A push-in plastic cap sits at the base of the grip, and on removal, it becomes clear that the entire grip and a large section of the butt, are actually hollow - allowing for weight to be significantly trimmed from the stock, with no loss of strength. A substantial black rubber butt pad, and roll over cheek-piece add to the ‘T-10’s impressive spec list; whilst the fore-end is scalloped to allow for a comfortable grip. A series of patterned panels - all part of the black moulding - contrast and add detail to the fore-end, whilst aiding grip. That said, the entire moulding is of a comfortable yet ‘grippy’ substance, and feels pleasant to hold.
Both rifles come complete with sling swivel mounting lugs- something that many hunters will be pleased to hear; although on the ‘T-10’, the forward lug protrudes where the leading hand wants to be!
Single or multi
Action wise, many similarities exist between these two stable mates. Firstly, both come fitted with that chunky, super slick, stainless steel bolt handle - termed ‘Bolas’ by BSA. It certainly is hand-filling, and feels smooth and slick in operation, especially the way the bolt subtly pulls into its groove at the end of the stroke.
Another common feature is the 2-stage trigger, which is adjustable for sear engagement, and second stage weight. In practise, whilst obviously being no match unit, the final let off is quite pleasant, and perfectly acceptable for a rifle of this type. If I had to criticize, the blade itself is just a shade too angular, and narrow on the contact surface, and looks, quite frankly, a little cheap - but it does the job.
Both rifles come fitted with 15 inch barrels, and with no attachments in place, they really are carbine length rifles - ideal for use in a hide, truck cab or anywhere where manoeuvrability is confined. With a silencer in place the balance improves dramatically (to my mind) and with it, the ability to tighten those groups. To this end, the muzzle is pre-threaded, and capped off on the T-10, with an attractive ported barrel weight, protecting the crown in the process; although on the single shot model, a simple collar hides the thread, and offers no such protection.
Metal finish to both rifles is up to BSA’s usual standard, with chemical blueing covering the main air cylinder and barrel - not overly lustrous, but effective. The breech block and bolt housing on both models come treated to a matt black parkerized effect, which matches the rest of the action.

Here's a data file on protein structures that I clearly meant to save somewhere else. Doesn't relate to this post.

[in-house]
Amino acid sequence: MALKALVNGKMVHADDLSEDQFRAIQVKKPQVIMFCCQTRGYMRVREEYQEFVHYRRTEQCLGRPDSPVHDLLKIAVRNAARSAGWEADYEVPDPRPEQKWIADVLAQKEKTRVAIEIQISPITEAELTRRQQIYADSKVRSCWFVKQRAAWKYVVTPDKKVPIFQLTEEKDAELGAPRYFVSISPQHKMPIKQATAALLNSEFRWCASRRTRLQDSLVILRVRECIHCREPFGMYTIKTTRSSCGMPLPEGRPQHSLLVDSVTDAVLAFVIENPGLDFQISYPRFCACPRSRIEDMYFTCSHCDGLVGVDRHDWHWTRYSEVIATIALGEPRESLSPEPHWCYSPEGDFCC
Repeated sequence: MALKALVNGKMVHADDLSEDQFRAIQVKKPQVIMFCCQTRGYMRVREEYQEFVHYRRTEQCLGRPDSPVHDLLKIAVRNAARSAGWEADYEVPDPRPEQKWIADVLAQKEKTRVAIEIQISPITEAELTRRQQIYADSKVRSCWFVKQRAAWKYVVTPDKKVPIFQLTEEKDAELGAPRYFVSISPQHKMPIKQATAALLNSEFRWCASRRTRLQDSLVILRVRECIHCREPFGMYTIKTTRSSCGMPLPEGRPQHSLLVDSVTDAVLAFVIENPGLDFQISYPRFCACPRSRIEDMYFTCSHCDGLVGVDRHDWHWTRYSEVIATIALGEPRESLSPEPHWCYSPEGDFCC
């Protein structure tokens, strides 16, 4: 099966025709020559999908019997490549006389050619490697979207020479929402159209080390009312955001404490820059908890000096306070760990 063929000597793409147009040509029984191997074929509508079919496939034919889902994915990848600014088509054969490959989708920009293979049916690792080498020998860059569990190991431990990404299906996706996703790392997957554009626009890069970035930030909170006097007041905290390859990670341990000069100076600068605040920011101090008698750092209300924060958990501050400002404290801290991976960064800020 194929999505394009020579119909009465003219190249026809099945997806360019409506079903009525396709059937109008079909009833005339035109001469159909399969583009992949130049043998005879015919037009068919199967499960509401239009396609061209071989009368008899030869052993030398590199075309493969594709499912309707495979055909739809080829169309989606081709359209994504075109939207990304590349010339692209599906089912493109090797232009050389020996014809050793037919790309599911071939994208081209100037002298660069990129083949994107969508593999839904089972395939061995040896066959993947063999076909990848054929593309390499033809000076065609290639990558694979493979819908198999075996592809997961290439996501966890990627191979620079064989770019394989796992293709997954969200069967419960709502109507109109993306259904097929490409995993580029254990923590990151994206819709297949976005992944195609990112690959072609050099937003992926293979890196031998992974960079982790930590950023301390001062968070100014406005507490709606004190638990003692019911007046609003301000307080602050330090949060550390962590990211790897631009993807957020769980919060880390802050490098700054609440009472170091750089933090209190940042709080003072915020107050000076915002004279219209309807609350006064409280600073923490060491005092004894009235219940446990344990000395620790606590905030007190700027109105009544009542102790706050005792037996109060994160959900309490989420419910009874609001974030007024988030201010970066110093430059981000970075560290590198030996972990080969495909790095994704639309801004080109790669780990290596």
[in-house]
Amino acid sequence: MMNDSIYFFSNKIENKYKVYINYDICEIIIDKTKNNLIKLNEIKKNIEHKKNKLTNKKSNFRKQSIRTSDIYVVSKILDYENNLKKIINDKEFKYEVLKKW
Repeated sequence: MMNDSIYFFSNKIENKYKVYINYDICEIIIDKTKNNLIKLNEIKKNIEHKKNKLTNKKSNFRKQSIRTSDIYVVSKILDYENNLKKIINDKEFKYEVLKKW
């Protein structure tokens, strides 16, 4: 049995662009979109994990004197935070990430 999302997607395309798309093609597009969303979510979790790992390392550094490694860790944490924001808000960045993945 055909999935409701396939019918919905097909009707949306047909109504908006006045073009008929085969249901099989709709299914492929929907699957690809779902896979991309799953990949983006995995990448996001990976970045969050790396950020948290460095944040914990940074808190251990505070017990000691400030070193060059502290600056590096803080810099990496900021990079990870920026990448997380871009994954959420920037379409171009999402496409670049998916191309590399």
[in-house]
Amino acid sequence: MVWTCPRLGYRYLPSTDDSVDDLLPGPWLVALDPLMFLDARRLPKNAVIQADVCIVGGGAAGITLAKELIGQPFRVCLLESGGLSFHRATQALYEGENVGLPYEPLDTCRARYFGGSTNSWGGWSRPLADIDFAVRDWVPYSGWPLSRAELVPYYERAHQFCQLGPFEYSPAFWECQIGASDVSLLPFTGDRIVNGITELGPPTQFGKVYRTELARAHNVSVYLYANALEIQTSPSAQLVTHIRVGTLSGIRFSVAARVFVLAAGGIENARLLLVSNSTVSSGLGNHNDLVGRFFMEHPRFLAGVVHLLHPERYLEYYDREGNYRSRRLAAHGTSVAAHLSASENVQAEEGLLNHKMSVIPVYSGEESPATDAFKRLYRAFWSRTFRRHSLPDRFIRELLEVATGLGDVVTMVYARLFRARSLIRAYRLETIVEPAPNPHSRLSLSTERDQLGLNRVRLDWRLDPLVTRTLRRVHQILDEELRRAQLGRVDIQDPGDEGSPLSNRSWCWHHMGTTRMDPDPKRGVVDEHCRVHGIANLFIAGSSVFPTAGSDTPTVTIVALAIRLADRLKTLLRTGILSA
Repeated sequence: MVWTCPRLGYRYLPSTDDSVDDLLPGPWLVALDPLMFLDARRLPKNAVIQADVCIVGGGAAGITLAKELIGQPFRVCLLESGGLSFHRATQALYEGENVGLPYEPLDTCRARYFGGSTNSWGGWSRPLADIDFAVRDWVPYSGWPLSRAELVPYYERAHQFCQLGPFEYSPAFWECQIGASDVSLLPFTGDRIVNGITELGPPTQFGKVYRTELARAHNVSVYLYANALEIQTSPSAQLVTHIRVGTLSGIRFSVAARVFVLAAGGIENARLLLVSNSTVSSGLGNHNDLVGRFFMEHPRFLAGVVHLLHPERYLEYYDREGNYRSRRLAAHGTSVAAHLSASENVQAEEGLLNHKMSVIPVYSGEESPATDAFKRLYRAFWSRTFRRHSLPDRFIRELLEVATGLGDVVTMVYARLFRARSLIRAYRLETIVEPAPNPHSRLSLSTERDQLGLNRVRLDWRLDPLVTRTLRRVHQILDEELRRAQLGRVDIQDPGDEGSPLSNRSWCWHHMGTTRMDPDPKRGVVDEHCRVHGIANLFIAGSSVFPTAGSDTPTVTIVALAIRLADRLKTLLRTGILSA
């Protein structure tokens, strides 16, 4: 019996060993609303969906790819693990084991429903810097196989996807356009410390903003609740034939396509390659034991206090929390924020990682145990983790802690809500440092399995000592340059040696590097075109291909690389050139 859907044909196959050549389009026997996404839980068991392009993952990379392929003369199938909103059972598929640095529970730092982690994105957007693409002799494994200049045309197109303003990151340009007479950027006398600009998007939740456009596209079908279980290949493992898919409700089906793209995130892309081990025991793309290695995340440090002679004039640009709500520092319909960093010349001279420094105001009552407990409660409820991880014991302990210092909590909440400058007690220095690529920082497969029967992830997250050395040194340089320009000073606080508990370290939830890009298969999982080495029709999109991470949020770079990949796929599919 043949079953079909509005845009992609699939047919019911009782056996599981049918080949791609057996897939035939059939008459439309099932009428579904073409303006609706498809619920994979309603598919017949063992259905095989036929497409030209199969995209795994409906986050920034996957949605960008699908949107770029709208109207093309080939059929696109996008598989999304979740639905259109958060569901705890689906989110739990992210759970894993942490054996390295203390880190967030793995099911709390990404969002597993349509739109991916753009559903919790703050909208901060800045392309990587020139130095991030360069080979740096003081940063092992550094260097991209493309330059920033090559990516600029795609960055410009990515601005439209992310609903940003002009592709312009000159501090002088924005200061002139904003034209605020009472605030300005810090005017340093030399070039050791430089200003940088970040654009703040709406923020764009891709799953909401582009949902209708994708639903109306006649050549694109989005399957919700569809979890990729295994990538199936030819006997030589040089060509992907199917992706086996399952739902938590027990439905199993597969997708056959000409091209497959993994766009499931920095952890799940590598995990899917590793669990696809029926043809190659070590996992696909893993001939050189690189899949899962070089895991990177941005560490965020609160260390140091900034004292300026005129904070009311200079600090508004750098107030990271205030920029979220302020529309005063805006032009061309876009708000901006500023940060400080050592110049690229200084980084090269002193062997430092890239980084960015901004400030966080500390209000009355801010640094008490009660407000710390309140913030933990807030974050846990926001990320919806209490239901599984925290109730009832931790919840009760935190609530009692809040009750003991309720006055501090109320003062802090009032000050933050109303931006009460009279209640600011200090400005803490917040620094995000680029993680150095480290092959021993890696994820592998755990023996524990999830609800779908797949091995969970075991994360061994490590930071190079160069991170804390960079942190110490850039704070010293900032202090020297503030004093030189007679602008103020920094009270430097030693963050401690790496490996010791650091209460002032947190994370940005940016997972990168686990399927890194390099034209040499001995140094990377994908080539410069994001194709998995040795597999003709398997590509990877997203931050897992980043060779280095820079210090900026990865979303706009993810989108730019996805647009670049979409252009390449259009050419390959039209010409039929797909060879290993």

Single shot is my favoured approach, but if magazines appeal, then the T-10 comes well appointed. To load up the magazine, the Bolas bolt has to first be drawn back until the action is cocked. The serrated magazine retaining clip (to the front of the breech block) can then be pulled forwards. The magazine can then be removed, as the bolt is pulled back slightly. Filling the mag is a matter of dropping a pellet into each chamber, then rotating the drum against mild spring pressure each time. This can be a little fiddly, unless a positive technique is adopted, but a red dot does signify the last shot.
Cycling the mag is automatic as the bolt is cocked and pushed forwards, although the process is smoother if a deliberate measured approach is maintained. The single shot model is easier still to operate, and once the bolt is drawn back, the pellet channel is exposed to guide the ammo directly into the breech.
Charging both rifles is again identical, with BSA adopting the push fit ‘probe’ method, so taking on air is a fairly straight forward affair. For ultimate safety, some form of lock-up for the valve connection would be nice, but the method utilized here is undeniably popular and easy.
Just unscrew the dust cover, push in the probe to the inlet at the front of the cylinder, charge to the prescribed pressure (either via pump or bottle), and the action can begin. BSA recommend 200bar incidentally, but after noticing some variation over the chrono, I reckoned on 180bar for a flatter power curve (bearing in mind the unregulated actions).
Over the chronograph, both rifles returned similar performance figures, with around 60 shots possible within a fair spread. The actions are unregulated, don’t forget, and given their intended use, are probably destined to see most action, despatching quarry at an average 30yds, and at this range, both rifles were capable of groupings just over half inch centre-to-centre using Daystate Select pellets.
From a rested position, both these rifles feel comfortable; yet from a kneeling or standing stance, I reckon they would greatly benefit from the addition of a silencer; taming the muzzle report (more noticeable from the single shot), and bringing the balance more towards the front.
In these Scorpion rifles, BSA have arrived at a well presented format for a dedicated hunting tool. Both stocks feel slick and supportive, but my personal choice would be to purchase the single shot, then switch to the optional extra of a synthetic stock for an additional £68.15; the best of both worlds!
|Model||Scorpion T10 | Scorpion|
|Manufacturer||BSA Guns UK | BSA Guns UK|
|Country of Origin||UK | UK|
|Type||Multi-shot PCP | Single Shot PCP|
|Calibre||.177 and .22 | .177 and .22|
|Weight||6lbs | 6.8lbs|
|Overall Length||32.75inch | 33.5inch|
|Barrel Length||15inch | 15inch|
|Stock||Synthetic black | Lacquered beech|
|Velocity||High 770fps | High 776
Low 720fps | Low 733
Ave 757 | Ave 763
Vari 50fps | Vari 43fps
|Fill Pressure||180bar on test | 180bar on test|
|Number of Shots||60 approx | 60 approx|
|Energy||10.7ft/lbs | 10.9ft/lbs|
|Price||£483 | £399 (wood stock)|
|Options||Synthetic stock or wooden stock as extra £68.15 | BSA SAS silencer|
All Prices Are Guides Due to the Changes in US & European Exchange Rates